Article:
In these and other ways, Scripture consistently gives God the credit for bringing people to faith. Faith itself is a gift from God.
How About James 2:24?
This is a legitimate question. James 2:24 says, “Ye see then how that by works a man is justified, and not by faith only.” That seems to clearly state that works play a part in a person’s salvation.
Before looking at this closer, let’s briefly consider the validity of the argument that the Bible was intentionally corrupted after the death of the apostles by leaders in the church. If that truly happened, it seems as if this would have been one of the first passages removed! For, on the surface, it appears to contradict many other passages – passages like Ephesians 2:8-9. It would have made sense to remove it. Just its presence speaks against the idea of an intentional manipulation of the Bible by the ancient church.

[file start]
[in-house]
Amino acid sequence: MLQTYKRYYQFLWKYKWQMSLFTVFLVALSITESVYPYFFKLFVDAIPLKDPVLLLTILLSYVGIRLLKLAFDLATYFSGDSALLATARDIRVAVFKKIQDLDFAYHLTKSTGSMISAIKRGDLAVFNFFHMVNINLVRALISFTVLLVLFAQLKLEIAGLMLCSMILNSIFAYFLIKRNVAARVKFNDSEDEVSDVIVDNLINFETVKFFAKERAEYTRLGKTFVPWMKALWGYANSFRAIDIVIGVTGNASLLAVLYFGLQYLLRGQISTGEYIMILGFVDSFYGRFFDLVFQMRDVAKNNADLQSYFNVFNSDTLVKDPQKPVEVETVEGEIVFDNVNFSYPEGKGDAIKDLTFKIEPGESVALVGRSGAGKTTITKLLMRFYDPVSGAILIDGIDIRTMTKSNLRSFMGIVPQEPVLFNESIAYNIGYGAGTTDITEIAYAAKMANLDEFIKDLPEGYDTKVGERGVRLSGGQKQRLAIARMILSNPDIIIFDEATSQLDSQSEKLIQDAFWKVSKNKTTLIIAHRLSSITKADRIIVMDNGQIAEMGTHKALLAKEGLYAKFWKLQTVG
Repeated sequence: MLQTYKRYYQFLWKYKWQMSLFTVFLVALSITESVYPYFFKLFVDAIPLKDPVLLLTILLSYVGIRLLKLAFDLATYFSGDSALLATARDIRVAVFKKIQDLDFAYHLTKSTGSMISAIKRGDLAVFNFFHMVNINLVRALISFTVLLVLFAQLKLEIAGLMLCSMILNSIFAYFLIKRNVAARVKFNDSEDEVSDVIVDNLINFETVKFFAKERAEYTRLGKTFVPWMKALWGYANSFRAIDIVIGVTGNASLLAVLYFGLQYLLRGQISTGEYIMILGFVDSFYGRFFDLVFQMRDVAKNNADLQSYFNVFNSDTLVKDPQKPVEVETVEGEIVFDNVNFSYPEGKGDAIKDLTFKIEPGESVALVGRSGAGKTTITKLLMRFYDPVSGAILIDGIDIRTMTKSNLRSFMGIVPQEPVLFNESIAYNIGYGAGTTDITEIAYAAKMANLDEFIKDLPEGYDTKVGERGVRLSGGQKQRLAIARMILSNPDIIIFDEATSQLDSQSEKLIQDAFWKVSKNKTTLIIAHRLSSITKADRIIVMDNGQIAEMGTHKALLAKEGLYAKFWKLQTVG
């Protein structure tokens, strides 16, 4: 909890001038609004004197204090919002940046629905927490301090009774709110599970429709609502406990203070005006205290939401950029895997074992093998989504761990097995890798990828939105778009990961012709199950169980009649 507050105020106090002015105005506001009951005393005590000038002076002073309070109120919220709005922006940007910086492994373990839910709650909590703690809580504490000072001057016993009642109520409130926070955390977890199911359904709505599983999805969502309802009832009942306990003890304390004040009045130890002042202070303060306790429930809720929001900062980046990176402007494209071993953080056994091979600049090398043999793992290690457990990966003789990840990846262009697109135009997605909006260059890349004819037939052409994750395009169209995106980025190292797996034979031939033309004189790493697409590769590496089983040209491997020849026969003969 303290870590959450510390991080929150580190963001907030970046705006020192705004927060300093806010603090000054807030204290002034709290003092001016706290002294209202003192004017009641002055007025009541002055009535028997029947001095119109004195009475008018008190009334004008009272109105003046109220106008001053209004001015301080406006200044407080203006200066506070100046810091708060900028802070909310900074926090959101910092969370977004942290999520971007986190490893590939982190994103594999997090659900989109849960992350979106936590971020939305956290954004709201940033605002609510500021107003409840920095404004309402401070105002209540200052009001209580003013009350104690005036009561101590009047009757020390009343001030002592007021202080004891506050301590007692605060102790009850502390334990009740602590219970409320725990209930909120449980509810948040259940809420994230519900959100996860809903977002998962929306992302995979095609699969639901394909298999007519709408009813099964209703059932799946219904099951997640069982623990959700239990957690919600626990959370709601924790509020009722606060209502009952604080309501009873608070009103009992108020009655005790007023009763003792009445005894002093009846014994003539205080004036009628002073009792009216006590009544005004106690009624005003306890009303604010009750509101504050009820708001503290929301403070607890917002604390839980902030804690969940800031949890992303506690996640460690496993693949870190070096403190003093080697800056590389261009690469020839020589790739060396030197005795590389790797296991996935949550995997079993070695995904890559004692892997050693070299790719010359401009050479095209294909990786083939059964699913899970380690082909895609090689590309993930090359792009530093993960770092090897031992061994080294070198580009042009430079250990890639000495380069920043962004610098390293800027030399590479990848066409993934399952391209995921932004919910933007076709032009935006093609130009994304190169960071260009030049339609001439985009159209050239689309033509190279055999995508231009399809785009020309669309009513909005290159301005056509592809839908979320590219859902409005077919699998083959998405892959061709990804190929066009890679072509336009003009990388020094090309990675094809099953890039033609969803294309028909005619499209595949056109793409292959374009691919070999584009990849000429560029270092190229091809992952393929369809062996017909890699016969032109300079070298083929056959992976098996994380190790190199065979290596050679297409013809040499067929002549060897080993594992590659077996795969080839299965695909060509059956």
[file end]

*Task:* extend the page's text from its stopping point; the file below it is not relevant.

But back to the original question. Doesn’t James 2:24 teach that works are necessary for salvation? As is always the case, it’s extremely important to see this verse in its context. Verse 18 is especially pertinent. “Yea, a man may say, Thou hast faith, and I have works: shew me thy faith without works, and I will shew thee my faith by my works.” The context is about people showing their faith to others. It’s dealing with how people demonstrate that they have faith. They show it and others see it – and then they are justified in the eyes of others – when they see believers acting out their faith.
Abraham’s example wonderfully illustrates that. (James 2:21-23) It says that he was justified by his work of offering up his son Isaac. It further says this fulfills the Scripture that God credited Abraham’s faith as righteousness. That is a reference to Genesis 15 where Abraham believed God’s promise that he would have many children. His offering of Isaac is recorded in Genesis 22 which happened, and this is a very significant point, decades after Genesis 15. In other words, decades before Abraham was willing to offer up Isaac, God had already credited his faith as righteousness! In other words, God didn’t wait to credit Abraham’s faith as righteousness until Abraham did some work. He did it immediately. Abraham’s willingness to sacrifice Isaac, decades later, only served as evidence that he believed. In other words, his “work” of sacrificing Isaac was not part of the root system of his righteousness; rather it was the result or fruit of his righteousness.